“I was simply walking to college while black”: Welfare Officer-elect speaks out after physical attack

Hamza Bana was struck in the face by a stranger on O’Connell bridge on Monday

TCDSU Welfare Officer-elect Hamza Bana has spoken out after being physically attacked on O’Connell Bridge earlier this week.

While walking to College on Monday, Bana was struck in the face by a stranger who immediately ran to rejoin a group of other men.

Bana, who is the current ethnic minorities officer of TCDSU, said that upon seeing the group “I knew to swallow my anger and walk off, simply because I was outnumbered and did not want for my sore cheek to turn into fractured bones”.

Speaking to Trinity News, Bana talked of the heightened fear he has felt since the anti-immigration riots which rocked Dublin in November.

“Since the riots, going into Dublin has been off-putting for myself knowing that the people I share my nationality with don’t consider me Irish.”

“However, I told myself that I can’t let the minority of people that think like this be the reason why I’m afraid to go to my college that I worked hard to get into,” he added.

Bana emphasised that “there was no reason” for him to be targeted: “I didn’t do anything to be a victim of a hate crime. I didn’t wear anything that could’ve painted me as a target, I didn’t say anything to provoke him, I was simply walking to college while black.”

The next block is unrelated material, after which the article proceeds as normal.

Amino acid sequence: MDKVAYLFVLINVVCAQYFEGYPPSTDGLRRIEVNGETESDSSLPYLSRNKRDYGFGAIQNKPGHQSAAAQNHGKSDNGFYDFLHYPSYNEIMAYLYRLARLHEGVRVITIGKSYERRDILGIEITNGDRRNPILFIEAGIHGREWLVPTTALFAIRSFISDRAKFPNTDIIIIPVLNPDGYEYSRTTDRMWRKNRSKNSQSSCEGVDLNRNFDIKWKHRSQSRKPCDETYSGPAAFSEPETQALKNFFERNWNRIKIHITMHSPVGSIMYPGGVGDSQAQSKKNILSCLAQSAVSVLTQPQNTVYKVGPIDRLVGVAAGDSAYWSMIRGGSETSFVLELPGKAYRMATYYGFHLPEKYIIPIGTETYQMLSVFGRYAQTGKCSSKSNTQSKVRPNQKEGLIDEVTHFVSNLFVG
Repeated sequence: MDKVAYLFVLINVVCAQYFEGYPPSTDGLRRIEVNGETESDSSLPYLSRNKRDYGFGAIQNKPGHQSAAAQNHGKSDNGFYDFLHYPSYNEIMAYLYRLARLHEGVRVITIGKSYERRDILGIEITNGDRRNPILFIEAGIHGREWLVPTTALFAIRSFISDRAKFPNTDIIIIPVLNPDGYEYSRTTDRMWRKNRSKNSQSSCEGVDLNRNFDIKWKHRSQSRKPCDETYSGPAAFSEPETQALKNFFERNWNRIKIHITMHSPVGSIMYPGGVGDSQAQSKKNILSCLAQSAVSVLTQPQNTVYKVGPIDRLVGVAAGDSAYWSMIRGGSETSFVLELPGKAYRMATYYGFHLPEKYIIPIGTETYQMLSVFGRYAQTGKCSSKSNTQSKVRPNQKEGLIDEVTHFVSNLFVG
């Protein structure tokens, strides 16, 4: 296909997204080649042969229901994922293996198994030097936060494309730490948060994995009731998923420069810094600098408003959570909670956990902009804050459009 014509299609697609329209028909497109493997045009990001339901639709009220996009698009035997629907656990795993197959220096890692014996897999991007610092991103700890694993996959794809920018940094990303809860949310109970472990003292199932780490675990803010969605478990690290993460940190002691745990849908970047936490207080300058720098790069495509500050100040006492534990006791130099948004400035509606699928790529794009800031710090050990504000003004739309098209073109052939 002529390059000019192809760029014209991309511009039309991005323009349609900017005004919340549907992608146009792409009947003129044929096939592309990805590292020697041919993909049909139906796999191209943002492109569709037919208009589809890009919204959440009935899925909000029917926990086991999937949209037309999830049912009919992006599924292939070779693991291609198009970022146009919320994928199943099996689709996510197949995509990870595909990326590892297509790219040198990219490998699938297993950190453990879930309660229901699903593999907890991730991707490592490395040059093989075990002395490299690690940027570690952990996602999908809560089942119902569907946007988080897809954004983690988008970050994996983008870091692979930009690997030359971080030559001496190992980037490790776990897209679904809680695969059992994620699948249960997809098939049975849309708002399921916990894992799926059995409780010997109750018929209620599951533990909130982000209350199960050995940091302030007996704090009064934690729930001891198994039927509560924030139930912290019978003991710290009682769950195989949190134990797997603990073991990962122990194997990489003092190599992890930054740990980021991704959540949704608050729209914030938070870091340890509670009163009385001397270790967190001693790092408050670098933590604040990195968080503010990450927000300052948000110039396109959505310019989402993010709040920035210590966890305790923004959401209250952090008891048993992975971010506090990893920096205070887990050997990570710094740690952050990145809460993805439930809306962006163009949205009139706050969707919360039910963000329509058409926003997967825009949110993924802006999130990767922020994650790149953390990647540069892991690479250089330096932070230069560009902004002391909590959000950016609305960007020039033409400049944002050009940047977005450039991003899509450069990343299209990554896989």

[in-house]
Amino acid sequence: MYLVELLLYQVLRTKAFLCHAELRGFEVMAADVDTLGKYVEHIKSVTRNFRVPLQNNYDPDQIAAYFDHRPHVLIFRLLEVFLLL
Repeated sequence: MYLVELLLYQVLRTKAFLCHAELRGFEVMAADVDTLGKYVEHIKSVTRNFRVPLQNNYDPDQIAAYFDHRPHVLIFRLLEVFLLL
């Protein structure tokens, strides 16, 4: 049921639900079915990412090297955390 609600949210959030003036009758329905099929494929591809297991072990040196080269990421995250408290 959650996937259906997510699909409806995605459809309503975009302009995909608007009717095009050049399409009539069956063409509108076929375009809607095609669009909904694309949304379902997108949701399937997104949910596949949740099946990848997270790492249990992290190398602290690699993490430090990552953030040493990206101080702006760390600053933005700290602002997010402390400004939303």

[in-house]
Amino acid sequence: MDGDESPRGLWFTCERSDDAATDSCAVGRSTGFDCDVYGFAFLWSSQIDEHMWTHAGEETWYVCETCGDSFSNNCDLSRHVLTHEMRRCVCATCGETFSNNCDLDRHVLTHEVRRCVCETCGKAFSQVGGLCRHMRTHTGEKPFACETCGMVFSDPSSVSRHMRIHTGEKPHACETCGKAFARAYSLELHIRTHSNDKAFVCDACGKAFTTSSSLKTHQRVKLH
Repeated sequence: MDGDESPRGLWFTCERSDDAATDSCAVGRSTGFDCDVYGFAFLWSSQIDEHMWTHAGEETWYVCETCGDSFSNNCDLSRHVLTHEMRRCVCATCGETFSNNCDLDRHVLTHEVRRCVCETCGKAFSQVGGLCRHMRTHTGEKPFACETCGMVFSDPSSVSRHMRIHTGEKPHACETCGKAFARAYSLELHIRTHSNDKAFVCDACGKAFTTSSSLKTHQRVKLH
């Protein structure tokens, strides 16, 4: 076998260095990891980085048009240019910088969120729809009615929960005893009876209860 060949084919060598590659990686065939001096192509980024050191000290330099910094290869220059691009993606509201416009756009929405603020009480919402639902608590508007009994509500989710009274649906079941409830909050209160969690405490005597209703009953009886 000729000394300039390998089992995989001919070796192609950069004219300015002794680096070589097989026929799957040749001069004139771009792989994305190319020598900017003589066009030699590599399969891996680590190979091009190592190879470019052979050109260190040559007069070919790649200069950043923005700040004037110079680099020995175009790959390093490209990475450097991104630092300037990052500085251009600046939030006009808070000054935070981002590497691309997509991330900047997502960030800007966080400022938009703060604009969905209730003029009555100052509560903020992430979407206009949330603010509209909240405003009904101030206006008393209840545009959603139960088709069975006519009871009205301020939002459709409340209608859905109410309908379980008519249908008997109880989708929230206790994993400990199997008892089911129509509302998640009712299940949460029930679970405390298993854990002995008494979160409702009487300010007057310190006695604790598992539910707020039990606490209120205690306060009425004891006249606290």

While statistics on hate crimes in Ireland for the past year are not yet available, a report published in December found that a majority of people in Ireland view the issue as a “serious and growing problem”.

In 2022 there were 143 hate-related incidents reported to An Garda Síochána, up from 52 in 2021.

Recent months have seen increased concern about hate crime and the rise of the far-right, while new legislation on hate crime proposed by government has been the topic of significant debate.

“The far-right operates under the guise of ‘protecting their women and children’ when in reality they are racist and hate to see the same people they despise share the space they fought ten times harder for,” Bana said.

Upcoming local elections are expected to tell a lot about the growing influence of the far-right in Irish politics, with the coordinator of the Hope and Courage Collective warning of the need to counter anti-immigration sentiment.

David Wolfe

David Wolfe is a Junior Sophister student of History and Political Science. He is the current Social Media and Managing Editor of Trinity News, having previously served as News Editor, Assistant News Editor and copyeditor.